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Discussion Starter #21
The channel block filters are a small cylinder, with male and female F connectors, so they could be installed at the splitter that the drop cable connects to. It is those that the techs are supposed to remove when they find them.
That was the culprit. I guess the Rogers techs missed or ignored the memo.
 

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I am well aware of the type of splitter used. They were very common at one time to not only block TV for internet only subscribers but also, prior to Rogers internet, to filter out analog TV theme packs that were not subscribed. If a Rogers tech has not opened the box or gone up the pole since the analog shut down then the splitters will remain. There are probably lots of long term internet or former analog subscribers in that situation. I suspect that there are some new techs who never had the opportunity to install such filters and may not even know what they look like. Rogers really needs to be more proactive, even if it's only to test line levels after an installation or upgrade.
 

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In CATV land, levels are expressed in dBmV, Decibels relative to 1 microVolt, as-opposed to the dBm(deciBels relative to 1 milliWatt that all the other industries use.
I mistakenly used dBm due to habit. Given my radio background, I never got used to expressing the dBmV units during my time in CATV.

I'm super curious as to what other changes the tech performed, as this change in upstream levels cannot alone be caused by a "filter" itself. Perhaps the filter had caused high downstream loss, and connections had been arranged such as to bring a high amount of system gain to the device compensating for the downstream loss, then ending up with such low loss upstream? I know as a tech I was always incentivised to oversimplify my explanations to the customer of what I had done, so as to avoid boggling their mind and reduce my time spent yakking.

Low transmit levels are generally pretty rare, as the designers are motivated to provide only the minimum return-path gain to allow successful connections under the industry-standard range of valid trunk-tap configurations, which keeps noise - and therefore outages - to a minimum. The only times I saw really LOW transmit levels, were in odd situations, such as at the very far-end very old outside plant cabling, where the downstream levels were highly attenuated by the old cable rated for only around 400MHz, the return losses were very low since low frequencies only require very modest performance from any coax, and Tap values were allowed to be very low such as only 4 or 6dB, which you won't find in any modern designed and maintained system. Now the min tap value is about 10. An example that comes to mind of such a situation was in a place where most of the existing outside plant was still original direct-burial 400MHz cable(RG-11), with a mix of old and new taps that were only touched when there was any sort of repair and original old parts were obviously not available. I would get calls for either low TX modems providing terrible service, or else I'd be there for terrible CATV digital reception on channels that were transported at high frequencies such as 600+MHz, or both. I had to use an expensive and delicate mix of upstream attenuation devices, and counter-slope amplification on-premesis to get my re-call rates for that town down to an acceptable level. That town also happened to have a lot of exceptional install scenarios where homes were located on enormous property, with a long drop line, as well as exceptionally low development density(acreages for rich people, business elite), where the usual formulas for outside plant design went right out the window. TL;DR I speak from experience.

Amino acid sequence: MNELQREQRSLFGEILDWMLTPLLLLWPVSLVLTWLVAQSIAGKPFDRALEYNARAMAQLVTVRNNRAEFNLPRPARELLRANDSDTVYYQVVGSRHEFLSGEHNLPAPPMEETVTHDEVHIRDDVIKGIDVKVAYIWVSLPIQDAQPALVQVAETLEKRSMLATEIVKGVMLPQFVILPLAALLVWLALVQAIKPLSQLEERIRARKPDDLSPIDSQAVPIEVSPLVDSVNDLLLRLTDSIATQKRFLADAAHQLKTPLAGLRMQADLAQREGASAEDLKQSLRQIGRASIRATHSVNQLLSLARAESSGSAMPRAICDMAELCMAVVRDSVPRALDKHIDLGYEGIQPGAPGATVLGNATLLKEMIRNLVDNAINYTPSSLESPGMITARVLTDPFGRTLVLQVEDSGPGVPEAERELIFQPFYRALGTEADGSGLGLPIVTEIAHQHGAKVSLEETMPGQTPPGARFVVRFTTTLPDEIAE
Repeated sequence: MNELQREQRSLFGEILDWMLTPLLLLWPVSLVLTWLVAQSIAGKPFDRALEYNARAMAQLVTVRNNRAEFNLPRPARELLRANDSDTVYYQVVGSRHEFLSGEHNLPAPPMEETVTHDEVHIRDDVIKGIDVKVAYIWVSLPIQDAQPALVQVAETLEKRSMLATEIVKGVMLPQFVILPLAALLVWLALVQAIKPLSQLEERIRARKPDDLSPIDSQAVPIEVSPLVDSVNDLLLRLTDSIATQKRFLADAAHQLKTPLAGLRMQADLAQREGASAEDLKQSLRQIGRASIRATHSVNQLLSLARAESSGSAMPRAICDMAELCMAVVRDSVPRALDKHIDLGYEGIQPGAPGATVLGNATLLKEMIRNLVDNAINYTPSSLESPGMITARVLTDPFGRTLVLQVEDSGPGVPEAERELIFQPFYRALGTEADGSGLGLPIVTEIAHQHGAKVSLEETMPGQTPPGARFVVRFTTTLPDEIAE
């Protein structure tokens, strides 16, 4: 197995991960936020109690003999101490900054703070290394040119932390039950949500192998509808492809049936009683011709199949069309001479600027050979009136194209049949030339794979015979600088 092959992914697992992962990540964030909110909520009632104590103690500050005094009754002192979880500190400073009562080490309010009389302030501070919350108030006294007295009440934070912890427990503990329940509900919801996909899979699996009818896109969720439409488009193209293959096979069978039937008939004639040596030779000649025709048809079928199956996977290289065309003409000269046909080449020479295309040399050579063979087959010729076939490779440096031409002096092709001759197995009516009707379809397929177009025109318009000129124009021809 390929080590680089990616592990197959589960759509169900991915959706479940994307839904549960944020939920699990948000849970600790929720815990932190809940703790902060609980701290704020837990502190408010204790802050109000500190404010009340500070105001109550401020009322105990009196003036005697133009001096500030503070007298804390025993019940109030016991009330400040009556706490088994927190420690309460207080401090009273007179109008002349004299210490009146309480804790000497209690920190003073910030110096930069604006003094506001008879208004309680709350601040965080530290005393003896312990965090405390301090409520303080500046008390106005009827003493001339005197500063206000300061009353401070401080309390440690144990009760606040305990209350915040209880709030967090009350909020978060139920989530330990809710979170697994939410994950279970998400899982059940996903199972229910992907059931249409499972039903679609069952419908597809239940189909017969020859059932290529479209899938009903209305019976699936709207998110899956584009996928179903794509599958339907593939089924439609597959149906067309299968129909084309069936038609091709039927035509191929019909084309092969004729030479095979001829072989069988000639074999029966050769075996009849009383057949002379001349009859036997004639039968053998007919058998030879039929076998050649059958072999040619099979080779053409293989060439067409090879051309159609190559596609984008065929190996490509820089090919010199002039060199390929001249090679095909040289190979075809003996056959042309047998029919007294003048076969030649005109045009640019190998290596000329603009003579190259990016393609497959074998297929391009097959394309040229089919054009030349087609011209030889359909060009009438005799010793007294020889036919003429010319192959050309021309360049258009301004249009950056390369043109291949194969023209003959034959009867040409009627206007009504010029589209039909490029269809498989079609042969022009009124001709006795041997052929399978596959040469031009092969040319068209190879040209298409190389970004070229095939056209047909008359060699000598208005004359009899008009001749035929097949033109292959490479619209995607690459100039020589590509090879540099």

Modems cannot just "increase output" until their signal gets sufficient SNR, that would hammer the receiver at the CMTS with signals exceeding it's dynamic range. The ranging process what modems must go through, allows the devices to train their transit-time through the system so that their TDMA signals arrive on-time and don't interfere with their neighbors, as well it establishes the initial level needed to reach the specified receive level(power level) . AGC cannot be used at the CMTS because of the fact that TDMA is used, so all levels must arrive reasonably equally power-wise thus the protocol endures this. After ranging is complete, periodic feedback is provided to the modems from the CMTS to make fine adjustments necessary to maintain the channel(s).
 

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Discussion Starter #24
sparkycivic

I followed the tech as soon as he arrived at my residence. He first checked levels at the RG6 compression fitting at my modem. Levels were noted as low. He also noted the exact cable length to the drop in the box at the curbside - 240 feet total (210 feet of buried RG11 to the demarc and 30 feet of RG6 to the compression fitting at the modem). I know this as I was home the day our service was initially installed. No issues were found with the physical connectivity to the drop at the curbside box from the residence.

Next he check levels at the other side of the drop (pre CATV filter). Levels were good here. So he removed the filter and rechecked levels at the modem. Bingo! Problem solved. As a licensed amateur radio operator, I'm very familiar with insertion loss especially at higher frequencies.

The tech was very good and apologetic that our filter removal was missed post analog cable days. I told him, it was not his fault, just an oversight by the service provider.

Here are our levels as of this morning.
 

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Discussion Starter #25
Problems continue

Upstream and downstream levels are okay. But why am I seeing these continual errors in the log?

 
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